1 January 2004 Natural Maintenance of Sand Ridges and Linear Shoals on the U.S. Gulf and Atlantic Continental Shelves and the Potential Impacts of Dredging
Miles O. Hayes, Robert B. Nairn
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Ridge and swale topography is exceptionally well developed on the continental shelves of the Mid-Atlantic Bight and the northeastern Gulf of Mexico. In both cases, these linear ridges are oriented parallel to the predominant wave approach direction, suggesting a common process for both their origin and maintenance. Most researchers have concluded that ridges were derived from shorefaces of barrier islands as they retreated across the shelf in response to rising sea level and tides or storm-driven currents maintain them.

The widely cited ridge formation theory of Huthnance (1982) requires a sufficient sand source, currents to move the sand, and an irregularity on the sea floor around which the ridges are initiated. McBride and Moslow (1991) postulated that one of the initial irregularities is a segment of an ebb-tidal delta abandoned by inlet migration. However, the search for other precursors continues. These theories of origin provide little information on how these features maintain their form once they are detached from the shore yet remain in a zone of active wave attack (i.e. in depths less than 20 m). Snedden et al. (1999) indicate that shoals in water depths less than approximately 20 m are migrating shoreward through the influence of Stokes Drift under fair-weather waves based on the work of McHone (1973). However, this model does not explain the maintenance of the form of linear shoal and ridge features.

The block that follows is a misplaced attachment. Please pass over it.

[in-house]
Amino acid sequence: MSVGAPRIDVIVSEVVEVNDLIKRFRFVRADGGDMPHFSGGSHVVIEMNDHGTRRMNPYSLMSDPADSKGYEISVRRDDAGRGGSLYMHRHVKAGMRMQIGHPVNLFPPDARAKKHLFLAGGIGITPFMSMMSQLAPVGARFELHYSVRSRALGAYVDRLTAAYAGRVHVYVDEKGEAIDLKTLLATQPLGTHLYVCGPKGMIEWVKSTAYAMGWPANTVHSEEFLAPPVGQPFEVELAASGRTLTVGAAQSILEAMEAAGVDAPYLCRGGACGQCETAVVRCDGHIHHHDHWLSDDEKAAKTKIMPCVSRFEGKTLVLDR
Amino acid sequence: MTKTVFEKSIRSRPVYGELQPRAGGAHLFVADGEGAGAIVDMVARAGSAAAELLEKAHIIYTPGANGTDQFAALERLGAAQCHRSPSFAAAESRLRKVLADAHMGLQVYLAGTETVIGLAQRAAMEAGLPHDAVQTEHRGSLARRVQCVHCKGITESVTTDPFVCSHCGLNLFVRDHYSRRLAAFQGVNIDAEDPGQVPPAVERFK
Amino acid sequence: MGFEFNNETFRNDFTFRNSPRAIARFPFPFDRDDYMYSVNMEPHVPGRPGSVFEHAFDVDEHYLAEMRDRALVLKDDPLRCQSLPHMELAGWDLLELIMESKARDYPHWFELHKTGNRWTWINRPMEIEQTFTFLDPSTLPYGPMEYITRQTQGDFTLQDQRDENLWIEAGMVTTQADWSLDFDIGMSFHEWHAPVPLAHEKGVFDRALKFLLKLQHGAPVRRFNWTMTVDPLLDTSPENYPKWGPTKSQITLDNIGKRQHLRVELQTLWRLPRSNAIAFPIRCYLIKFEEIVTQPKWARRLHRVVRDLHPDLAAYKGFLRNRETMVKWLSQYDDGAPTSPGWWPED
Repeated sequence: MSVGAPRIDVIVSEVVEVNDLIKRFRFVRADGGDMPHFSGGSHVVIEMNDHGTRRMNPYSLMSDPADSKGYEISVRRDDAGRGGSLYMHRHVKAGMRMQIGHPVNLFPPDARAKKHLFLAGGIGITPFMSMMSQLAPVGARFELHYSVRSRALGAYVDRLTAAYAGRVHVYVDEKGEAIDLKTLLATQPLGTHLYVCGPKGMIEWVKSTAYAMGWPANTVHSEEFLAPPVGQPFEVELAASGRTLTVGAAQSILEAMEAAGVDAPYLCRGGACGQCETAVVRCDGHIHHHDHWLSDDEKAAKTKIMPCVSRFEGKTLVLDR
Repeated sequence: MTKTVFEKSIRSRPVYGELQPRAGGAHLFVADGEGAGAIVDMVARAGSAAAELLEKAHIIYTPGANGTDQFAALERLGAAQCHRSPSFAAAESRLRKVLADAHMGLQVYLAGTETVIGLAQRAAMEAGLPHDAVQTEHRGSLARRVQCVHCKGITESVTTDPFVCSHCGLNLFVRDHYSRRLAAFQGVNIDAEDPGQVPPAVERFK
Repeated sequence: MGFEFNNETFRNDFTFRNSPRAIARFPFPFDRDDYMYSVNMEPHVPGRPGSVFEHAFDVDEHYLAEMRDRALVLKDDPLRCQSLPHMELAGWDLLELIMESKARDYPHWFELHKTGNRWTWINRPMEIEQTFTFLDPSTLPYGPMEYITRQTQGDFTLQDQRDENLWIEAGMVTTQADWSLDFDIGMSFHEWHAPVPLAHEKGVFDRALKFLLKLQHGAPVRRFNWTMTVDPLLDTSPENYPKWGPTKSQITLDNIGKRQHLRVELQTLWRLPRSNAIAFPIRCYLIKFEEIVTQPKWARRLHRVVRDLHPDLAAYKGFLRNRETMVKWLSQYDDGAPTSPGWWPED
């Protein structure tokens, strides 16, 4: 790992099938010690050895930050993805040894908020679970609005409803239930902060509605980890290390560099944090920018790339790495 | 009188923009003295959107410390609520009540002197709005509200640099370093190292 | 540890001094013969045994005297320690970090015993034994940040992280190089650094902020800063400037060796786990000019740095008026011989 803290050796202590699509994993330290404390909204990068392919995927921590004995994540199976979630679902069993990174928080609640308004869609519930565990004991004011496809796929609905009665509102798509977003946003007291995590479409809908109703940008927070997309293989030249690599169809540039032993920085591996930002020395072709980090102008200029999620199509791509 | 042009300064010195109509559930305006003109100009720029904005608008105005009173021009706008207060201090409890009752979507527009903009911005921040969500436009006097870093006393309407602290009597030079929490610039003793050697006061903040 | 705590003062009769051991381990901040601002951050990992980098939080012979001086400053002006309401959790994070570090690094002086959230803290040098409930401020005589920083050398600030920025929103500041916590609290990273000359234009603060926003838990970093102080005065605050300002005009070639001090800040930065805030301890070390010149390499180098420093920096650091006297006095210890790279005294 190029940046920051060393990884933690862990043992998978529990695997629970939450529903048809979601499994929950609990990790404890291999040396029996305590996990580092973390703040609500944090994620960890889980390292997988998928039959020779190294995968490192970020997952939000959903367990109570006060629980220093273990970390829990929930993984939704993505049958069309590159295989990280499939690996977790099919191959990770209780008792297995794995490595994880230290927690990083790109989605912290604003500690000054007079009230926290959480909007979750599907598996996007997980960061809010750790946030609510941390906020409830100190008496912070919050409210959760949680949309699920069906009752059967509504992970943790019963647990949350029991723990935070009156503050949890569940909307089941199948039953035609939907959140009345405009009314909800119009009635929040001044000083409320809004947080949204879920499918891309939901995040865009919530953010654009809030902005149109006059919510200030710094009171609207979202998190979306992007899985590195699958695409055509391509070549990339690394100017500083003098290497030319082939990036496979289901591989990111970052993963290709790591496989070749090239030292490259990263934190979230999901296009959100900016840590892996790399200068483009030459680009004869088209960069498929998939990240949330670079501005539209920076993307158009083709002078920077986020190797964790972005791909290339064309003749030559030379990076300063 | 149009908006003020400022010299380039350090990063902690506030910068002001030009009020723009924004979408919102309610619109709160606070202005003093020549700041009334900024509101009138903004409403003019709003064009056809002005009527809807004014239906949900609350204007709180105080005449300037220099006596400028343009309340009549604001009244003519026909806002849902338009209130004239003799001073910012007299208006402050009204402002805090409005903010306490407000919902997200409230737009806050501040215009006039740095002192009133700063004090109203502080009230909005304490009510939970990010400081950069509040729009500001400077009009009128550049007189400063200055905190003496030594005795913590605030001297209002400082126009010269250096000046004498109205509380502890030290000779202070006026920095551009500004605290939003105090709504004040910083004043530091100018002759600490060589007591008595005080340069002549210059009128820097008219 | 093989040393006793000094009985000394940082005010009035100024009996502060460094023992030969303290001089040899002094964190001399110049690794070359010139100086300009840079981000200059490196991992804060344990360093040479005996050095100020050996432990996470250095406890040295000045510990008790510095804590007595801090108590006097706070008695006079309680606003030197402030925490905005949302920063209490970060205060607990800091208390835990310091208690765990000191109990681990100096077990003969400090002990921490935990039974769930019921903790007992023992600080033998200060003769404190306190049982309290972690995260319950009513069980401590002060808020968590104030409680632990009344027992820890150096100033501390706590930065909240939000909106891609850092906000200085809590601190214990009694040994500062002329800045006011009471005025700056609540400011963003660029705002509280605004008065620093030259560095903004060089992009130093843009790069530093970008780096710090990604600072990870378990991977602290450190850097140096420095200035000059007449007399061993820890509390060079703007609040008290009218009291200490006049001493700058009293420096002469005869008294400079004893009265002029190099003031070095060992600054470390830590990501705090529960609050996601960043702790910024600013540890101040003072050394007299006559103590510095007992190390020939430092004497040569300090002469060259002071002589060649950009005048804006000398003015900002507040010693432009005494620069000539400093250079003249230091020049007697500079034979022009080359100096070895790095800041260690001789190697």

To assess the impacts of dredging on these features it is essential that a better understanding of the processes that maintain these features be developed. A new conceptual model presented in this paper demonstrates how waves shoaling and refracting up either side of a ridge off the coast of Maryland and Delaware result in convergence of sand transport over the crest of the ridge, thus maintaining the ridge even after it is detached from shoreface processes.

The possibility that these ridges might deflate or disappear as a consequence of dredging, resulting in dramatic changes in wave conditions along the shore, is a major concern. The application of a spectral or phase-resolving wave model combined with two-dimensional hydrodynamic and sand transport models as applied in this paper represents a method to evaluate this potential impact of dredging.

Miles O. Hayes and Robert B. Nairn "Natural Maintenance of Sand Ridges and Linear Shoals on the U.S. Gulf and Atlantic Continental Shelves and the Potential Impacts of Dredging," Journal of Coastal Research 20(1), 138-148, (1 January 2004). https://doi.org/10.2112/1551-5036(2004)20[138:NMOSRA]2.0.CO;2
Received: 6 June 2003; Accepted: 1 June 2003; Published: 1 January 2004
non-linear wave orbital velocity
sand transport
shoal evolution
shoal persistence
wave refraction
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